Working in Porto
Updated 2 months ago

Porto is a favourite Portuguese destination for many expats, thanks to its beautiful architecture, rich history, and waterfront location. As the second largest city in Portugal, after Lisbon, there are many employment opportunities to be found in Porto.

Porto is most well-known for its Vinho do Porto or port wine. However, many more opportunities can be found here beyond the wine industry - Porto hosts not only a maritime port but also a developed industrial and professional sector. The city attracts many young professionals, thanks to the various opportunities it offers in different fields. Make sure to read the articles about the labour market and the work culture in Porto in order to perceive the bigger picture - it is helpful to learn more about working in Porto, including what types of opportunities are available, and which industries are most likely to hire expats.

Getting a work permit

To be able to work in Porto, you must first obtain the required authorisations. Non-European Union citizens have to apply for a residence and work permit to be authorised to work in Portugal. You can ask for further information via the Serviço de Estrangeiros e Fronteiras (SEF) website. European Union nationals do not need a visa to work in Portugal. However, they do need to obtain the relevant permits if they intend to stay in Porto for more than a year. All required information can be obtained at the Portuguese Consulate or Embassy in your home country. Keep in mind that having all proper documentation and working legally will protect you from malicious employers and preserve your rights.

Your rights as a foreign professional in Porto

Typically, full-time employees work a 40-hour work week, with a minimum annual leave of 22 days, plus nine public holidays. All workers in Portugal, even on a part-time or contract basis, pay into tax and social security, which are deducted from your pay. After a period working and paying taxes, you are protected by the Social Security system, and you become entitled to an unemployment fund in case you are laid off from your job. All information about this can be found at Autoridade para as Condições do Trabalho (ACT) and Segurança Social.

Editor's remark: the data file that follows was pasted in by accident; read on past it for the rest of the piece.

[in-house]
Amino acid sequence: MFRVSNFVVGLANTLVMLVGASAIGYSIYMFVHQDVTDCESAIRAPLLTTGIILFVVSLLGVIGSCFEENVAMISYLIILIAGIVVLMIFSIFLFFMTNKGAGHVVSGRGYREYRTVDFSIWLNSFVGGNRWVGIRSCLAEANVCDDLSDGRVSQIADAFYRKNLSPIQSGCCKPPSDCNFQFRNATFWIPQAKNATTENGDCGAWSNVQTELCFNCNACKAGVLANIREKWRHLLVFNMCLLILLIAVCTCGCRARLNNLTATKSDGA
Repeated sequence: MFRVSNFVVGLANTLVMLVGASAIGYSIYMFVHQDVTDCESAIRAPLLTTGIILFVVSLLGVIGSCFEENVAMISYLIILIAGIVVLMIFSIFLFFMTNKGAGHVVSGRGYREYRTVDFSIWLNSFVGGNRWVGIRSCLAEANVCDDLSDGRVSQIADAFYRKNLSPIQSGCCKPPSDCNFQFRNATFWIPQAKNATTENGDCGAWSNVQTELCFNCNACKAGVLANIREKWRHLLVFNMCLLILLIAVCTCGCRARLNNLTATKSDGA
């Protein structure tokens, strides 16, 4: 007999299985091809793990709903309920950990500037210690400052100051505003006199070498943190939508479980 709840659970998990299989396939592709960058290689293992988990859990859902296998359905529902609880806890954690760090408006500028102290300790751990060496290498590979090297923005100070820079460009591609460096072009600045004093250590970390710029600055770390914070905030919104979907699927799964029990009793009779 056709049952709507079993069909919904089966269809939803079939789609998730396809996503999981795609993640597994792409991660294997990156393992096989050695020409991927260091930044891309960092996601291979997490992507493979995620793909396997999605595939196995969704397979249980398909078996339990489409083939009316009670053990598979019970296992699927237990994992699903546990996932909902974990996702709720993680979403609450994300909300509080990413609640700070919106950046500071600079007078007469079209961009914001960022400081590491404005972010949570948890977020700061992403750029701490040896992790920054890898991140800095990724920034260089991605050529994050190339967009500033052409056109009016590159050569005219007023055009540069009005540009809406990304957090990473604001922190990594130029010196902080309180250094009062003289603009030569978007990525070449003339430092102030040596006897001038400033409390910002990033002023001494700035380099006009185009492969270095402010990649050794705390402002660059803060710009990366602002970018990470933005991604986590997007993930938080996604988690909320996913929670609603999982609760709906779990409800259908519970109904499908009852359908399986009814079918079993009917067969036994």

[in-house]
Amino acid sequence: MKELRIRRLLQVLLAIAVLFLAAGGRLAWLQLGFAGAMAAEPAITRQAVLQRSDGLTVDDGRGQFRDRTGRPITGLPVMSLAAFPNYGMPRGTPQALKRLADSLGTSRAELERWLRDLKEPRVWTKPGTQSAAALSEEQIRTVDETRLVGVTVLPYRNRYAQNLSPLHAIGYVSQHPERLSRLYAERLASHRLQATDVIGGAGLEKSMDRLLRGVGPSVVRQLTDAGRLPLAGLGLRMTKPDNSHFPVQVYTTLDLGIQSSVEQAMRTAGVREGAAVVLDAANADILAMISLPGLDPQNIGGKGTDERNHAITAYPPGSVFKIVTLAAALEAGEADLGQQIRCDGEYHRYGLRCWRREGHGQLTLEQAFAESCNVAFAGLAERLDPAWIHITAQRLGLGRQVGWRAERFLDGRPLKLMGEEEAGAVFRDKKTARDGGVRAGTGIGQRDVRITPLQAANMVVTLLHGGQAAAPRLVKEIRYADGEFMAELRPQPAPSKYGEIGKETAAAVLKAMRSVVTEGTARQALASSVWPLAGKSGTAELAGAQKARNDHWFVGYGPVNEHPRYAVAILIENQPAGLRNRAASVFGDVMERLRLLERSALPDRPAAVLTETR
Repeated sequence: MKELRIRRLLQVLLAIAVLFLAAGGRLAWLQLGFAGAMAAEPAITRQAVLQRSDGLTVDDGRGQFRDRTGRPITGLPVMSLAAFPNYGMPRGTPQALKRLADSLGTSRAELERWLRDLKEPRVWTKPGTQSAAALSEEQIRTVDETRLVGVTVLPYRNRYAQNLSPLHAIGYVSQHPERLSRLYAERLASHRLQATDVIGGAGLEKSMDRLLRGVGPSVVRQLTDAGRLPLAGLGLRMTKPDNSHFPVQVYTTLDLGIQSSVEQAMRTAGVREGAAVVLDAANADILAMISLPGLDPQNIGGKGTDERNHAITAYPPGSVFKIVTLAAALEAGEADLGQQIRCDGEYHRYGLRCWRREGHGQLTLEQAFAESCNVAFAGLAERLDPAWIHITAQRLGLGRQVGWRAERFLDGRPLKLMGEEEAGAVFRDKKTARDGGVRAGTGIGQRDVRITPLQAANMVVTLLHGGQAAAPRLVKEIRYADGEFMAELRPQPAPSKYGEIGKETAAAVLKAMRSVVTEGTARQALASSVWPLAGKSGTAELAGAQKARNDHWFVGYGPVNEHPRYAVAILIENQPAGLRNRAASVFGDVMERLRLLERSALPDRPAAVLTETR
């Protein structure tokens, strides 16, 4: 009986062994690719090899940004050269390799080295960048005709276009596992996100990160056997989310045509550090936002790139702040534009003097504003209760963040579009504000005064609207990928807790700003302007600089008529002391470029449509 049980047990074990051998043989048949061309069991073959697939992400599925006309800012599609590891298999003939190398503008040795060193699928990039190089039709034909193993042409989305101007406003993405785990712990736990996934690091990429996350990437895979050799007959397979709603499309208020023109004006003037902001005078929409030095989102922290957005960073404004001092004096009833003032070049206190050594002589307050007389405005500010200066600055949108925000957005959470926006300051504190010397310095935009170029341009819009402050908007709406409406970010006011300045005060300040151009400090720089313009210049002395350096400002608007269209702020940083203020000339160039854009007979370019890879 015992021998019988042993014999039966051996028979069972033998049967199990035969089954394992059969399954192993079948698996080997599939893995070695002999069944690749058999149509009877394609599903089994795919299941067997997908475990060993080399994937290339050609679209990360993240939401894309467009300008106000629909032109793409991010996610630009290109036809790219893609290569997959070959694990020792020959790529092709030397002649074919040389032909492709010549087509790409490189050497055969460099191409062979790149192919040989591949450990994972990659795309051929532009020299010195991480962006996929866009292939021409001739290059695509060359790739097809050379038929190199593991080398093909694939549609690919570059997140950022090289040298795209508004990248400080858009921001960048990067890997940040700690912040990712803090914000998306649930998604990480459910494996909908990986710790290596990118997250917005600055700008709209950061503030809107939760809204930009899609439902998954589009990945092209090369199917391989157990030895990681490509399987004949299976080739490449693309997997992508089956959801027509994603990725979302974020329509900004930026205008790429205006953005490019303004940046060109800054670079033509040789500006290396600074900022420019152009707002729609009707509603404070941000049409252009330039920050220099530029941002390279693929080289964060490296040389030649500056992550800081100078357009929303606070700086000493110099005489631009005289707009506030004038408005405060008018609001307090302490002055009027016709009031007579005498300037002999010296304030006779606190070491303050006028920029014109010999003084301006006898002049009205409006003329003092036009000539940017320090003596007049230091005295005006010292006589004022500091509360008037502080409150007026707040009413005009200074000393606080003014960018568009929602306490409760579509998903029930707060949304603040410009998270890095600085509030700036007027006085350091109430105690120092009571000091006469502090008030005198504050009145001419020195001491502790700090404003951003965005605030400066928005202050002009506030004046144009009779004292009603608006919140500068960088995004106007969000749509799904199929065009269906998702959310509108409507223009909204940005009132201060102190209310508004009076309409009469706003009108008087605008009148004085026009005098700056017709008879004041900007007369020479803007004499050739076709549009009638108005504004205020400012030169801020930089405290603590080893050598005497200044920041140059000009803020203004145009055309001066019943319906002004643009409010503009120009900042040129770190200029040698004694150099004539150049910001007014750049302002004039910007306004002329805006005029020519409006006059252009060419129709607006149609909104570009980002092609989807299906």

Looking for a job in Porto

The best way to start searching for work is both online and via the local newspapers. Some websites you must get acquainted with are Net Empregos and SAPO Emprego.

Make sure your resume, or CV, is up to date before applying for work, and consider asking someone local to the area to help you update your resume, as the resume style in Portugal may be different than your home country. If you are already in the country, visiting local businesses with copies of your resume can be a great way to find work, especially in the fields of retail and hospitality.

Local recruitment and employment agencies such as Randstad and Egor can also help you find both short-term and permanent work.

There are many jobs available for English speakers, but speaking Portuguese will offer a definite advantage in the competitive job market. It can be beneficial to take language courses before arriving or enrol in a local language class on arrival in Porto.

Finally, don't forget to read the article about developing a professional network in Porto since you will be able to find some tips on where to start your research, and also establish useful contacts in the city.

We do our best to provide accurate and up to date information. However, if you have noticed any inaccuracies in this article, please let us know in the comments section below.